In addition, the Auditor General's office is currently conducting an audit of the Government of Canada's climate change expenditures, which will be released next year. One can only imagine what negative effects that could have on all our citizens.

    The Conservative Party wants to ensure that the social needs of Canadians are met. We recognize that many Canadians are not receiving the level of assistance that they deserve from the Liberal government. This is a direct result of the Liberal government's approach to all problems, throwing money without an adequate plan. The Liberals just throw money at the problem until it goes away, or at least their critics do.

    This philosophy has cost Canada in the past and it will cost us even more down the road. Reckless spending has never led to long term stability and national prosperity. It is irresponsible and cruel to needy Canadians to throw money at government programs that are not meeting their objectives. Besides being a disservice and raising false hope, it is a waste.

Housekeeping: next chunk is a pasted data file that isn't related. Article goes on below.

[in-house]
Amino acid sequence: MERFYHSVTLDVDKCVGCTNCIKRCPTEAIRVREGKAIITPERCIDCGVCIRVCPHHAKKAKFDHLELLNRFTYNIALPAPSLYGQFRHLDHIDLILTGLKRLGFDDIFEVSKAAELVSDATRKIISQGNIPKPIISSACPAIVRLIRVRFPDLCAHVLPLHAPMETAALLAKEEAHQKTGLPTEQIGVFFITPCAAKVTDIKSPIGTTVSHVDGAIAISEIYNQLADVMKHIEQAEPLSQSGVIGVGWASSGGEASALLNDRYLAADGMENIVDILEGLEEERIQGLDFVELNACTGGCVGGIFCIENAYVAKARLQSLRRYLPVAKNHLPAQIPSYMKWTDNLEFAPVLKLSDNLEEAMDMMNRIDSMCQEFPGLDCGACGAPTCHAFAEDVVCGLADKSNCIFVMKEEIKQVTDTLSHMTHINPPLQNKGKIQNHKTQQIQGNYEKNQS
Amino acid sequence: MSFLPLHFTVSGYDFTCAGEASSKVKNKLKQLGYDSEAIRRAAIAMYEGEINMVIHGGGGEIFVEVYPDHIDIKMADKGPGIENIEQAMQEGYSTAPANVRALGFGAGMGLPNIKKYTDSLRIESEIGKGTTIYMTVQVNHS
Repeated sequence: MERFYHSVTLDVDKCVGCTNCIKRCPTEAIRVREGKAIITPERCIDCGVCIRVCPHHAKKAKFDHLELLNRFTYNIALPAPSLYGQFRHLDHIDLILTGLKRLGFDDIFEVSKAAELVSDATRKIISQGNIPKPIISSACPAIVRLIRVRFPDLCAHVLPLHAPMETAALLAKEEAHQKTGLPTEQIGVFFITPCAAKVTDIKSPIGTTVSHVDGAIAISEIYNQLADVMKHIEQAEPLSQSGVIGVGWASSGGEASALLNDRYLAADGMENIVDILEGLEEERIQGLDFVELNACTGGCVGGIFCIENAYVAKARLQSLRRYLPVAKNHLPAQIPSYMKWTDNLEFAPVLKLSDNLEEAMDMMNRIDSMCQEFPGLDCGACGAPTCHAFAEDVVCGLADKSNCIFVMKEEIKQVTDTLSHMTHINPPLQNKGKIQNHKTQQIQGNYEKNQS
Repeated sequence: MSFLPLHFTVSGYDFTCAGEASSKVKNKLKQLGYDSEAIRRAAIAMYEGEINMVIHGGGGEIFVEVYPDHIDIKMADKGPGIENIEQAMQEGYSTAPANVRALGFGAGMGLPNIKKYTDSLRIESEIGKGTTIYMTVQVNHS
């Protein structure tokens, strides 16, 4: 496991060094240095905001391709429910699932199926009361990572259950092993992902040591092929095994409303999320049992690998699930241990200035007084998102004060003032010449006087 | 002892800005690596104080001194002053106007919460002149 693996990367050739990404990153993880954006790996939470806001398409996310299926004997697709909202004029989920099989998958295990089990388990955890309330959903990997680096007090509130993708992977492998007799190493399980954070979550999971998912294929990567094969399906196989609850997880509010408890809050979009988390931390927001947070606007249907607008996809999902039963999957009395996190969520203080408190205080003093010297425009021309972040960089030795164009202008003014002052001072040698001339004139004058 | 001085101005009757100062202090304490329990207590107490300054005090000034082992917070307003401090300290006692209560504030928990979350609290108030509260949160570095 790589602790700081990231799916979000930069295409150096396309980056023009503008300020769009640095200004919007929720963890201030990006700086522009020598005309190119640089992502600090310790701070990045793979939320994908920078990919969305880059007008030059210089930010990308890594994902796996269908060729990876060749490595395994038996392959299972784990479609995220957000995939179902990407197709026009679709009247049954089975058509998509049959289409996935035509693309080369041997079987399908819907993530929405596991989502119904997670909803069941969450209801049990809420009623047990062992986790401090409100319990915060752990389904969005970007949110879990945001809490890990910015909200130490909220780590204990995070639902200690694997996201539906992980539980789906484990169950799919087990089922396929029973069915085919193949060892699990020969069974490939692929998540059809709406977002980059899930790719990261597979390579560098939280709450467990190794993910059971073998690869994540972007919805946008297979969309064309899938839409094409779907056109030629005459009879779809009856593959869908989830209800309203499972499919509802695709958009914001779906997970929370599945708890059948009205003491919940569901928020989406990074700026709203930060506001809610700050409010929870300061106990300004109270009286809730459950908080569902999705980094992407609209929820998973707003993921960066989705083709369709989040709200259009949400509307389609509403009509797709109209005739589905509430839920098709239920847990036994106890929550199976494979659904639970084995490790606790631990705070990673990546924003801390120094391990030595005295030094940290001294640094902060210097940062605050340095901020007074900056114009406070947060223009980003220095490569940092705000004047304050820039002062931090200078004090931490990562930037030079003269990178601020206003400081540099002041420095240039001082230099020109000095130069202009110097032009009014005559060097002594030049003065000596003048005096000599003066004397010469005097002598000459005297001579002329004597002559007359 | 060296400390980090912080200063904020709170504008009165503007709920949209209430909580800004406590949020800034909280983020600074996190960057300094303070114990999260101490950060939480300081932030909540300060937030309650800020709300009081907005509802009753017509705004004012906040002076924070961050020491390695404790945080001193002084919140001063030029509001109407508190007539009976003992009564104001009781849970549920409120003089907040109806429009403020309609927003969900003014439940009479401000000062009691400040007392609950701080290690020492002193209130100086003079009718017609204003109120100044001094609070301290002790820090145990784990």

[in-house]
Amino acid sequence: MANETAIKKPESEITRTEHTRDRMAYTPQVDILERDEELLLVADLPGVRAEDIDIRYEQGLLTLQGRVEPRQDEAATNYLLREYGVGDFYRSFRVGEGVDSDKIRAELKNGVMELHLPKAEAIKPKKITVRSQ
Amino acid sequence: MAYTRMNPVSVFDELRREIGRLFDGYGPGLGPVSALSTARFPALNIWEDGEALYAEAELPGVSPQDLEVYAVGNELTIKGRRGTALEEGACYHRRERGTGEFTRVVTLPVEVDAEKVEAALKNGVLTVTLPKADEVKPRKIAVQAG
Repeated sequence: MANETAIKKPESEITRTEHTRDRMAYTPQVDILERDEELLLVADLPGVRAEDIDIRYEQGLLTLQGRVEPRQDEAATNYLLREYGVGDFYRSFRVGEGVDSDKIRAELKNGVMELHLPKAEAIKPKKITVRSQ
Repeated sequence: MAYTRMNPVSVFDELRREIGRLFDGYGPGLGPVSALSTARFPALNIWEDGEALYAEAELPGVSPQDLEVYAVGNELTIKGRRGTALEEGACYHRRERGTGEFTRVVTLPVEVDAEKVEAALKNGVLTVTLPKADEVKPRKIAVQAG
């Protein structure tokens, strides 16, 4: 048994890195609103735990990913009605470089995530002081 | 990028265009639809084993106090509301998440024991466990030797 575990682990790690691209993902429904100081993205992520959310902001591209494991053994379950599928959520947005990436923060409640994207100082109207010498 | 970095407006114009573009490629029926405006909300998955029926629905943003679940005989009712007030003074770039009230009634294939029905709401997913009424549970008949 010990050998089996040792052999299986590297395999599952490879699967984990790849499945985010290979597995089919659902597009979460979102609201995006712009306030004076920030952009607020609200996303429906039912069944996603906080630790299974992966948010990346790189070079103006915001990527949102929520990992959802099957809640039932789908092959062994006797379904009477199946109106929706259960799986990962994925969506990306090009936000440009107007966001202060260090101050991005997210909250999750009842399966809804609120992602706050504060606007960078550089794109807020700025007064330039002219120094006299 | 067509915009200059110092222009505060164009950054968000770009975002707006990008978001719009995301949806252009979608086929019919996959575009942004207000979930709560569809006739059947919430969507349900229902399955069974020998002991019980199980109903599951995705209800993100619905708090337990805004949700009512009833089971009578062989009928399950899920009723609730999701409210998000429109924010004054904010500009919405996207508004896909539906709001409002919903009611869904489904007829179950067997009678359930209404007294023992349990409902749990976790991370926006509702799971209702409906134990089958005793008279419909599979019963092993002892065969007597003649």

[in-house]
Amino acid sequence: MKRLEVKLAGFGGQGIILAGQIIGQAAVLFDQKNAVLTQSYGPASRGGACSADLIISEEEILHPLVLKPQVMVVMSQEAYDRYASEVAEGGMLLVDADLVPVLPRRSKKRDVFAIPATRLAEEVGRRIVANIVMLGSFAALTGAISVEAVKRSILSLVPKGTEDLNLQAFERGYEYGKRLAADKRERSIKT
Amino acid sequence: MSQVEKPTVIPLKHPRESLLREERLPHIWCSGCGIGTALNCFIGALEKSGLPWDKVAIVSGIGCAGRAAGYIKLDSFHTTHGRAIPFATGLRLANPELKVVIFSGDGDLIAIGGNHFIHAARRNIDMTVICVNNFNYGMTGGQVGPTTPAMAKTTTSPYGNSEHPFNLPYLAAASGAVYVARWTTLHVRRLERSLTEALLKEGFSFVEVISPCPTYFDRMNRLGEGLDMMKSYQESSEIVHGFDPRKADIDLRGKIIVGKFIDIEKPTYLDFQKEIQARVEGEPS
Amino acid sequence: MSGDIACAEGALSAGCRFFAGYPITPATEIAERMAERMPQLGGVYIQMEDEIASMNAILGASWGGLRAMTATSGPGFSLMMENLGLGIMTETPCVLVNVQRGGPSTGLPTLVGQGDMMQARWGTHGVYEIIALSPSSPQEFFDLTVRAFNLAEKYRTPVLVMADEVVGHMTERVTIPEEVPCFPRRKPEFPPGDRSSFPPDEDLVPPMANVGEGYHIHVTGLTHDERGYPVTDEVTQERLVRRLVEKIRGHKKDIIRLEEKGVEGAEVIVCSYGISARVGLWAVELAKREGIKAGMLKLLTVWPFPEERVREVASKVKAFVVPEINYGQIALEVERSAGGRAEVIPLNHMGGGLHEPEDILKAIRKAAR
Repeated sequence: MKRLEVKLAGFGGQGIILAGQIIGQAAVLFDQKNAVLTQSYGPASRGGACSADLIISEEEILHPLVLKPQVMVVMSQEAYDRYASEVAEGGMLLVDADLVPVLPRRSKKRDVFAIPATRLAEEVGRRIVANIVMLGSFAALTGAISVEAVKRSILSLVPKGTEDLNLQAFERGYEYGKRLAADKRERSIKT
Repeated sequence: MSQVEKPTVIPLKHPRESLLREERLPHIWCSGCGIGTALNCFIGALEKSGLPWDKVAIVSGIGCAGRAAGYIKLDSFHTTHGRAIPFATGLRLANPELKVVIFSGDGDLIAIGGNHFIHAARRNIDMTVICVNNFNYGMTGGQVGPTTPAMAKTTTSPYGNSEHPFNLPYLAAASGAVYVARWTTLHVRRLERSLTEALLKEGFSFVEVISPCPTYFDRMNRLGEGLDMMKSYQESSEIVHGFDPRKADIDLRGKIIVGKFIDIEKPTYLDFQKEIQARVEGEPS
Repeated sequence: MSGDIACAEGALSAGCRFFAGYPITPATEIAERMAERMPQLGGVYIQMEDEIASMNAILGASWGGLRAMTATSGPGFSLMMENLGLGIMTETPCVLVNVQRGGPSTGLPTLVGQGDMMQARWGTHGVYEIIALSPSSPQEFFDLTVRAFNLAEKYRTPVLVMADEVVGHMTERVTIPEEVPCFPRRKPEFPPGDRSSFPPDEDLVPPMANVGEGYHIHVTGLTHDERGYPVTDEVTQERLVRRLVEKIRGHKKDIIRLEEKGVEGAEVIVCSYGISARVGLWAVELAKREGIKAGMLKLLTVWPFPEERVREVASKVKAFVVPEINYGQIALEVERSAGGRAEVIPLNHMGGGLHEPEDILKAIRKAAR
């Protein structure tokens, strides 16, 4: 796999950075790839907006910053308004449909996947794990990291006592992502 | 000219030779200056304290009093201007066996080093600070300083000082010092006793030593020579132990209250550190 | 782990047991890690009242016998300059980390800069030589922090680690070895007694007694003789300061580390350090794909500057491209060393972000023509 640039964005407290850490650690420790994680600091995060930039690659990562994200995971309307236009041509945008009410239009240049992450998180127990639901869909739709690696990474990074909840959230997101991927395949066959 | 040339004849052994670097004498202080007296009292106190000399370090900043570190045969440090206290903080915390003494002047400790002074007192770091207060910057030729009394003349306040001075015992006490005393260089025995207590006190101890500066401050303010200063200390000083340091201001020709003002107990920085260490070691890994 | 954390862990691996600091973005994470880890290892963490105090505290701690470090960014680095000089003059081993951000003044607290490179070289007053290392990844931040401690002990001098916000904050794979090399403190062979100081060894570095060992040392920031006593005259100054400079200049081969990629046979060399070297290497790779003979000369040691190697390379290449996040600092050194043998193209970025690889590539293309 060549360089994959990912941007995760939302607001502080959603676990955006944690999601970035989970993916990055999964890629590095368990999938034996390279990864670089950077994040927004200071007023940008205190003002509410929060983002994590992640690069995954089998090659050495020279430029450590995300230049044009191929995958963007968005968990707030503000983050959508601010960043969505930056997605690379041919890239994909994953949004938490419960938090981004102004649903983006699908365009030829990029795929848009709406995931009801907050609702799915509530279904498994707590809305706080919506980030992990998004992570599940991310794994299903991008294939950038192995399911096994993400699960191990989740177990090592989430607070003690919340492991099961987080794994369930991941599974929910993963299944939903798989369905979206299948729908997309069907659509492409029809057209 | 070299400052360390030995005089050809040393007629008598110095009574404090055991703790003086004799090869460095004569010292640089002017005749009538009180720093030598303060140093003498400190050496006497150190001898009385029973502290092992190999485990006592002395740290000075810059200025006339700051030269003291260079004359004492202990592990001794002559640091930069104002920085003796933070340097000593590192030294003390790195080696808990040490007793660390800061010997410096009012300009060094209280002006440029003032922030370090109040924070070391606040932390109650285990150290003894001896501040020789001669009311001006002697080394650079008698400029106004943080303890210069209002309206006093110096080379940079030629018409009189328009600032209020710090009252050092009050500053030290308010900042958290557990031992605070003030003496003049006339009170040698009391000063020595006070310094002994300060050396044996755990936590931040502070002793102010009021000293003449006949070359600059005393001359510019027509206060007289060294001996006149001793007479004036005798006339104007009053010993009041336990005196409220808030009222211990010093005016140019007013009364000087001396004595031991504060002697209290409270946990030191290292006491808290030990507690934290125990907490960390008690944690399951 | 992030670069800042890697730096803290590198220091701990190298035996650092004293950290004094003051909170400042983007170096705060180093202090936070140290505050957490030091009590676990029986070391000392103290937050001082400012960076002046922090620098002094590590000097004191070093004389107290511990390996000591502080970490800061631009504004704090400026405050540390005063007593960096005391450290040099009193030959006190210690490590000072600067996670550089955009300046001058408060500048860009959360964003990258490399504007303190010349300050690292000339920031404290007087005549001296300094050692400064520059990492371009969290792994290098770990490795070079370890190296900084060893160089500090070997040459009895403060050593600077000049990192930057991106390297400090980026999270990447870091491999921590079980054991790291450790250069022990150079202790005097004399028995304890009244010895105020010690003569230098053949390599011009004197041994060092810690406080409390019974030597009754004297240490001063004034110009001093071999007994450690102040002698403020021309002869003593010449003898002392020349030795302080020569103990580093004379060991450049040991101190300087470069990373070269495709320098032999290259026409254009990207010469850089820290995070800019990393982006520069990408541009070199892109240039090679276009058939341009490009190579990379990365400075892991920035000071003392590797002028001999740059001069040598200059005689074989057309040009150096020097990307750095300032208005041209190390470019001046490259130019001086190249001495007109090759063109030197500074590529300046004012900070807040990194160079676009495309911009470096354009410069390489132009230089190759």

The responsible approach would be for the government to first ensure that existing money is spent effectively, to improve programs and services to ensure that no one is left behind.

    Committee stage is an important part of the legislative process. It is supposed to be an opportunity to improve the quality of legislation with expert testimony and the experience of all members. At committee stage the Liberal-NDP-Bloc coalition rejected Conservative efforts to restore prudent fiscal management.